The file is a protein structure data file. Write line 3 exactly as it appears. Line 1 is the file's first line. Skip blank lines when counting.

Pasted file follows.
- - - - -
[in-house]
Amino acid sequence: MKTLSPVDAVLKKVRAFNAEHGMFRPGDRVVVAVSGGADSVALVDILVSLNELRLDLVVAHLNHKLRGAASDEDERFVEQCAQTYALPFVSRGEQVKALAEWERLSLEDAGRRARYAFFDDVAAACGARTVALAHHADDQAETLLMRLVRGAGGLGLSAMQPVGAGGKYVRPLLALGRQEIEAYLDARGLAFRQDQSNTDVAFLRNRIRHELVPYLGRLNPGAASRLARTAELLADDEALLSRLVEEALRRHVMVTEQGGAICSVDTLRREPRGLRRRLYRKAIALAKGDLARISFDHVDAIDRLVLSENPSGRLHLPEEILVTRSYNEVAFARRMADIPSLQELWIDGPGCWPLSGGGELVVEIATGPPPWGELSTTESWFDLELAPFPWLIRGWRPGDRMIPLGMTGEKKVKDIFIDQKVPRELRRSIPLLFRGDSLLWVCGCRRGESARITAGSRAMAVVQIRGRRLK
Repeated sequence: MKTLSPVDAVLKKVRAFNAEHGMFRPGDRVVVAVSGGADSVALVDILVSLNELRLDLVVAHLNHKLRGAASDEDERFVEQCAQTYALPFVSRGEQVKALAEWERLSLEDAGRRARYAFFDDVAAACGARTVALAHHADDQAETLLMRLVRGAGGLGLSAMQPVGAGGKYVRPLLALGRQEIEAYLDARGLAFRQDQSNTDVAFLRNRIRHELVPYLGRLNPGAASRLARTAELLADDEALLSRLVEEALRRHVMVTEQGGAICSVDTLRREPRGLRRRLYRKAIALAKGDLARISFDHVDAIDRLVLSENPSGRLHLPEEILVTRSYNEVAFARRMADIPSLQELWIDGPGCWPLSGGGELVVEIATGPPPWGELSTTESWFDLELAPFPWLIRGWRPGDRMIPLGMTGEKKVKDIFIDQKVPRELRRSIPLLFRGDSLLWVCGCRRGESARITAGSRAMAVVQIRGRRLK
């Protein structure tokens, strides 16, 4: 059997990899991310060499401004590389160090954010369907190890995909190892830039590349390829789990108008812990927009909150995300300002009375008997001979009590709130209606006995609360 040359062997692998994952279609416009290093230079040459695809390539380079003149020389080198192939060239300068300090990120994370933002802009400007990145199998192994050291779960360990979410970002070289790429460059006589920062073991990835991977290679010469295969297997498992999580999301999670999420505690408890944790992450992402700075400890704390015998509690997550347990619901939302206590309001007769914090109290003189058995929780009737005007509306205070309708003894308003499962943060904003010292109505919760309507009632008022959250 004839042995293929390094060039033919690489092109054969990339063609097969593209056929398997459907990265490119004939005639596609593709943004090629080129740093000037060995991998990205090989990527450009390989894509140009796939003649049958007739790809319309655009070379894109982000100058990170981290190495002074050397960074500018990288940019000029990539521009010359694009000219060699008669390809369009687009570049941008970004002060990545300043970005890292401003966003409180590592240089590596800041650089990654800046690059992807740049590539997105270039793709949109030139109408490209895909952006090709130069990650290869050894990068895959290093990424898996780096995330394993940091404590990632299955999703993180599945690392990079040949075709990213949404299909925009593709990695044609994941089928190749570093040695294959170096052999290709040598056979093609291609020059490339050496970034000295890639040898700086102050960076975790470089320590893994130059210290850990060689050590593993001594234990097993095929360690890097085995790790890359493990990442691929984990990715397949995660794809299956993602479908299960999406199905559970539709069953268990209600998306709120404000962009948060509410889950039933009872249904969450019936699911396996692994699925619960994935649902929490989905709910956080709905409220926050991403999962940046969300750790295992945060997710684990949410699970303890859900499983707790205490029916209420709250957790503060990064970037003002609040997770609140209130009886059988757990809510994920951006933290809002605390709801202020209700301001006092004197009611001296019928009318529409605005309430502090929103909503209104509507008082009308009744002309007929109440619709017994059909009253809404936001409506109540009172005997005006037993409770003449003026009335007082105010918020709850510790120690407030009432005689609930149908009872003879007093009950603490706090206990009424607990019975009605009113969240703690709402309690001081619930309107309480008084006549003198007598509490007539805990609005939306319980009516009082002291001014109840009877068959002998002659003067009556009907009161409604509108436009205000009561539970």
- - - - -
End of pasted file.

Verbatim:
Repeated sequence: MKTLSPVDAVLKKVRAFNAEHGMFRPGDRVVVAVSGGADSVALVDILVSLNELRLDLVVAHLNHKLRGAASDEDERFVEQCAQTYALPFVSRGEQVKALAEWERLSLEDAGRRARYAFFDDVAAACGARTVALAHHADDQAETLLMRLVRGAGGLGLSAMQPVGAGGKYVRPLLALGRQEIEAYLDARGLAFRQDQSNTDVAFLRNRIRHELVPYLGRLNPGAASRLARTAELLADDEALLSRLVEEALRRHVMVTEQGGAICSVDTLRREPRGLRRRLYRKAIALAKGDLARISFDHVDAIDRLVLSENPSGRLHLPEEILVTRSYNEVAFARRMADIPSLQELWIDGPGCWPLSGGGELVVEIATGPPPWGELSTTESWFDLELAPFPWLIRGWRPGDRMIPLGMTGEKKVKDIFIDQKVPRELRRSIPLLFRGDSLLWVCGCRRGESARITAGSRAMAVVQIRGRRLK